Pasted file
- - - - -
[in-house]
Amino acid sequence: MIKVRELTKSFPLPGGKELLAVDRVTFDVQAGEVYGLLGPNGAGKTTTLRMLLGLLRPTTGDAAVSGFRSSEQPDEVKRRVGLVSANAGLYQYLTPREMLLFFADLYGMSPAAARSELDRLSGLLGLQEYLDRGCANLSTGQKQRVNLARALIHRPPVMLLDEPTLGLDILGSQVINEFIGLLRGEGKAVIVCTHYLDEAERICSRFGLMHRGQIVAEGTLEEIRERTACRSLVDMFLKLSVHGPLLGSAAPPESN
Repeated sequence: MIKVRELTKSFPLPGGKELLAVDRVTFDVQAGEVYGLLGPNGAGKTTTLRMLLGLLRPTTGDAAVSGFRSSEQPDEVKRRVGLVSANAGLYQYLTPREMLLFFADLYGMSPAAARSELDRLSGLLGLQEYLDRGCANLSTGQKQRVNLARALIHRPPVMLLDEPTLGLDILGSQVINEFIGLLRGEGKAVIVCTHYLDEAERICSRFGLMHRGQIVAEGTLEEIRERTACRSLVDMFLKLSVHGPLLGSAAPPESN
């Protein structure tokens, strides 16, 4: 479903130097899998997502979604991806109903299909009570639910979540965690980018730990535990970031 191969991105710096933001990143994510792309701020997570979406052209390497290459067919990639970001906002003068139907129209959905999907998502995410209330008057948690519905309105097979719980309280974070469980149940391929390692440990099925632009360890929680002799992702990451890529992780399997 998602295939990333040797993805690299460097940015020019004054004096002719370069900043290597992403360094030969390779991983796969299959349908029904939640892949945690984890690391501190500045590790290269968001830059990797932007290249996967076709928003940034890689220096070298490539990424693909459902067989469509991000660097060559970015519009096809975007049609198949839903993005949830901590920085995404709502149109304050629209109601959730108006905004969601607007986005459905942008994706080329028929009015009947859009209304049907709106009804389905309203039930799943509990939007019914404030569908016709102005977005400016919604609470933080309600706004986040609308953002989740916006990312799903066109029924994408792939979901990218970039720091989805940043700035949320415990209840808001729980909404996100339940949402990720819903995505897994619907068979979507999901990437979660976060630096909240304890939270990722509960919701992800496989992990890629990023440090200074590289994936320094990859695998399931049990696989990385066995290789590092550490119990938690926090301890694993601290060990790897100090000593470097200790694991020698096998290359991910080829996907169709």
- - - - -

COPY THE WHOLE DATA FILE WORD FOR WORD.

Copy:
[in-house]
Amino acid sequence: MIKVRELTKSFPLPGGKELLAVDRVTFDVQAGEVYGLLGPNGAGKTTTLRMLLGLLRPTTGDAAVSGFRSSEQPDEVKRRVGLVSANAGLYQYLTPREMLLFFADLYGMSPAAARSELDRLSGLLGLQEYLDRGCANLSTGQKQRVNLARALIHRPPVMLLDEPTLGLDILGSQVINEFIGLLRGEGKAVIVCTHYLDEAERICSRFGLMHRGQIVAEGTLEEIRERTACRSLVDMFLKLSVHGPLLGSAAPPESN
Repeated sequence: MIKVRELTKSFPLPGGKELLAVDRVTFDVQAGEVYGLLGPNGAGKTTTLRMLLGLLRPTTGDAAVSGFRSSEQPDEVKRRVGLVSANAGLYQYLTPREMLLFFADLYGMSPAAARSELDRLSGLLGLQEYLDRGCANLSTGQKQRVNLARALIHRPPVMLLDEPTLGLDILGSQVINEFIGLLRGEGKAVIVCTHYLDEAERICSRFGLMHRGQIVAEGTLEEIRERTACRSLVDMFLKLSVHGPLLGSAAPPESN
């Protein structure tokens, strides 16, 4: 479903130097899998997502979604991806109903299909009570639910979540965690980018730990535990970031 191969991105710096933001990143994510792309701020997570979406052209390497290459067919990639970001906002003068139907129209959905999907998502995410209330008057948690519905309105097979719980309280974070469980149940391929390692440990099925632009360890929680002799992702990451890529992780399997 998602295939990333040797993805690299460097940015020019004054004096002719370069900043290597992403360094030969390779991983796969299959349908029904939640892949945690984890690391501190500045590790290269968001830059990797932007290249996967076709928003940034890689220096070298490539990424693909459902067989469509991000660097060559970015519009096809975007049609198949839903993005949830901590920085995404709502149109304050629209109601959730108006905004969601607007986005459905942008994706080329028929009015009947859009209304049907709106009804389905309203039930799943509990939007019914404030569908016709102005977005400016919604609470933080309600706004986040609308953002989740916006990312799903066109029924994408792939979901990218970039720091989805940043700035949320415990209840808001729980909404996100339940949402990720819903995505897994619907068979979507999901990437979660976060630096909240304890939270990722509960919701992800496989992990890629990023440090200074590289994936320094990859695998399931049990696989990385066995290789590092550490119990938690926090301890694993601290060990790897100090000593470097200790694991020698096998290359991910080829996907169709």